The last time I climbed on this soapbox was about the story on public radio about echolocation. Now Radio Lab has a story about a gal seeing with her tongue: www.radiolab.org/story/seeing-tongues.
To me both these pieces make us blind folks look like freaks, or at best “interesting specimens”. I get the fact that media does not report on normal people doing normal things, but this makes me worry. If you were an employer, would you hire a blind person to teach, do your taxes, run your nursing home, etc. if these images were all you knew?
Contrast them with my journal of my weekend:
I think fall is my favorite season in Wisconsin. Summer and spring are runners up however. Take this weekend for example:
I went to some friends’ house to help make cider, taking some of my own apples to put in the mix. First the apples go through a bath to sanitize them and someone cuts out any bad parts. Then I got to feed them through the press which was a two stage process. The first stage was grinding and the second stage was pressing. Actually there was a pre-stage which was convincing my friends that I could safely feed apples into a grinder powered by an electric motor! In addition to the cider, pomace (apples minus the liquid) was produced. The pomace will be fed to the friends’ goats so nothing is wasted. Imagine standing outside on a sunny crisp day, joshing with friends, pressing and then drinking cider. The good life indeed!
Saturday was full with grocery shopping with another friend, a nap, and Mass. The first week after I do my monthly shopping is full of wonderful fresh choices, so supper was eggroll, sushi and cukes in cream. In addition to getting to watch several babies in church, my guide dog was rewarded with a chew stick after Mass. She knows the drill so well she comes home from Mass about twice as quickly as she goes to Mass.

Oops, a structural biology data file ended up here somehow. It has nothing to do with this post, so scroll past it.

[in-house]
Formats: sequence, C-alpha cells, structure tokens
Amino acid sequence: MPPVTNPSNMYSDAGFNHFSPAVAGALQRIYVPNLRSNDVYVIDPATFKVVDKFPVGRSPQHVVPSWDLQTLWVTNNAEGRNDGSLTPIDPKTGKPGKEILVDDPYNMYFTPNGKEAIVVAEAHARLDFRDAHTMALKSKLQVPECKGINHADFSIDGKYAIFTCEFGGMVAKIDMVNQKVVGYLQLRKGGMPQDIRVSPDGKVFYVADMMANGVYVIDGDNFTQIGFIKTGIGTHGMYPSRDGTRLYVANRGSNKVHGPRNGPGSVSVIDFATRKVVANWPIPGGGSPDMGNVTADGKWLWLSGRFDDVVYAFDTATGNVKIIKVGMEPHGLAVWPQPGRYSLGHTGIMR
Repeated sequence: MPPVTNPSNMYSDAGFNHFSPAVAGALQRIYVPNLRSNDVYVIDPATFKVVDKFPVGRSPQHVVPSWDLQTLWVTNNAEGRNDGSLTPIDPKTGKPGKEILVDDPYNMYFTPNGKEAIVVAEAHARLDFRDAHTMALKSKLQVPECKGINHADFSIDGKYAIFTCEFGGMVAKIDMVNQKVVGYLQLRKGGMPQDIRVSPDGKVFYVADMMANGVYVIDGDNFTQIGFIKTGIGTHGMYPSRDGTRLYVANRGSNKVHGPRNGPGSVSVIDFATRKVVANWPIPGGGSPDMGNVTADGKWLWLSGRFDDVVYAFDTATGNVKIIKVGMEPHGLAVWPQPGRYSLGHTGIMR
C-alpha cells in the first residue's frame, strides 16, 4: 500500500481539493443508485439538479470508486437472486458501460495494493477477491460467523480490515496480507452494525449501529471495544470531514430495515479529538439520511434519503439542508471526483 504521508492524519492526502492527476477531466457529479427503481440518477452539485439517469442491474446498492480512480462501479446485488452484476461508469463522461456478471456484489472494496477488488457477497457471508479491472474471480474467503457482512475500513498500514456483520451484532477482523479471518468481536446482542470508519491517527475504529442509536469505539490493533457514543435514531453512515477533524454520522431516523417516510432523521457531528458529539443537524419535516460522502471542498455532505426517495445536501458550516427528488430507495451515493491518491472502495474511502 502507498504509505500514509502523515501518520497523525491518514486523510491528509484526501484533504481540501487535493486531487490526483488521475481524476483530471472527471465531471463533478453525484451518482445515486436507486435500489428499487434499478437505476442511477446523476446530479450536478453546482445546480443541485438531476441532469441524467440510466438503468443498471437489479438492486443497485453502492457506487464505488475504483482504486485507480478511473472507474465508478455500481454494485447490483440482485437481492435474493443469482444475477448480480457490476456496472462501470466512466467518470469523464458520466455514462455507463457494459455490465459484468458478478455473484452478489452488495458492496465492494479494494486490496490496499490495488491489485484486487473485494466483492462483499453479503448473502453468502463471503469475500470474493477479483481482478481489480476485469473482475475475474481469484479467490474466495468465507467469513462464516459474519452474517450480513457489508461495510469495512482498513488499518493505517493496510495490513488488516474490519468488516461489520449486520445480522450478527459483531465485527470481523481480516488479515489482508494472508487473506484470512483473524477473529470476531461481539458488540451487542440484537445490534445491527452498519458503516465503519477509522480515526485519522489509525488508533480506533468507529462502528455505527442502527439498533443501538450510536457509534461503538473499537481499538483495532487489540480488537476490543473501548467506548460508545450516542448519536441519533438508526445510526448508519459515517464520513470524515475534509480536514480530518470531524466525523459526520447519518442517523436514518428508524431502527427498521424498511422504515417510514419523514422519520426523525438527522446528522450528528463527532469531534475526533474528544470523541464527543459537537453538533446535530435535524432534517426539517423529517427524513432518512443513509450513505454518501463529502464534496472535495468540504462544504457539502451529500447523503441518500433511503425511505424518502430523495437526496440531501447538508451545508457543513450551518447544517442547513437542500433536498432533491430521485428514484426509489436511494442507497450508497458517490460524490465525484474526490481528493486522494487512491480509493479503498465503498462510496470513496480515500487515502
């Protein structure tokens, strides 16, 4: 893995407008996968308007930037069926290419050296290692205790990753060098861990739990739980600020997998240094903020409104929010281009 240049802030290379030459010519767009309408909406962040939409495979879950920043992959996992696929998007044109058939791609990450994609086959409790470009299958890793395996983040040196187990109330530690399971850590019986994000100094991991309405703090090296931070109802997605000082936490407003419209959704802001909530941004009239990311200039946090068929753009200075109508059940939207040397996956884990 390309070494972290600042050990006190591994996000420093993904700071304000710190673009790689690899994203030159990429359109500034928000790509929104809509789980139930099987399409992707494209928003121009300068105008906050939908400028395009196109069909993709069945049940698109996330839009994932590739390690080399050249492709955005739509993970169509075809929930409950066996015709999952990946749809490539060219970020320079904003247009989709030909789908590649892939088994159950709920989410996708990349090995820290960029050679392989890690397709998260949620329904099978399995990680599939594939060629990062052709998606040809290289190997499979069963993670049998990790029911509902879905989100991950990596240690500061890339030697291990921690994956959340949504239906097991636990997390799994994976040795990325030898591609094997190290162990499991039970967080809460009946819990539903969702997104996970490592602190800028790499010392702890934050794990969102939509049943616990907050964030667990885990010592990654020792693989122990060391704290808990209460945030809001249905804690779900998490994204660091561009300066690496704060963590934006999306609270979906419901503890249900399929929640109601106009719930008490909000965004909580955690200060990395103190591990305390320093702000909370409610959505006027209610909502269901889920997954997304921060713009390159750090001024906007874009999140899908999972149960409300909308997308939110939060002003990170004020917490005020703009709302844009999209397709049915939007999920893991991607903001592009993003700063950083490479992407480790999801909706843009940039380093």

On Sunday, there was the usual brunch with another friend who reads the week’s cartoons to me in trade for my cooking brunch. Some must cook and some read! Then in the afternoon we took my retired guide dog and my active dog to the Blessing of the Animals in honor of St. Francis Day. Afterwards two dogs and three humans enjoyed treats.
A weekend full of fall, friends, food and frolic. More reliance on friends to help accomplish tasks than if I could see possibly more enjoyment of sounds, smells, and kinesthetic cues than if I could see. Not as exotic as “seeing with your tongue” or echolocation, but much more typical of life for typical blind people. I wish these realities of life as a blind person were on NPR and other media outlets so that when somebody thinks of becoming blind o r hiring a blind person they’d have them in the back of their head as well as the tongue-clicking, “seeing with their tongue” images. It would make their lives easier!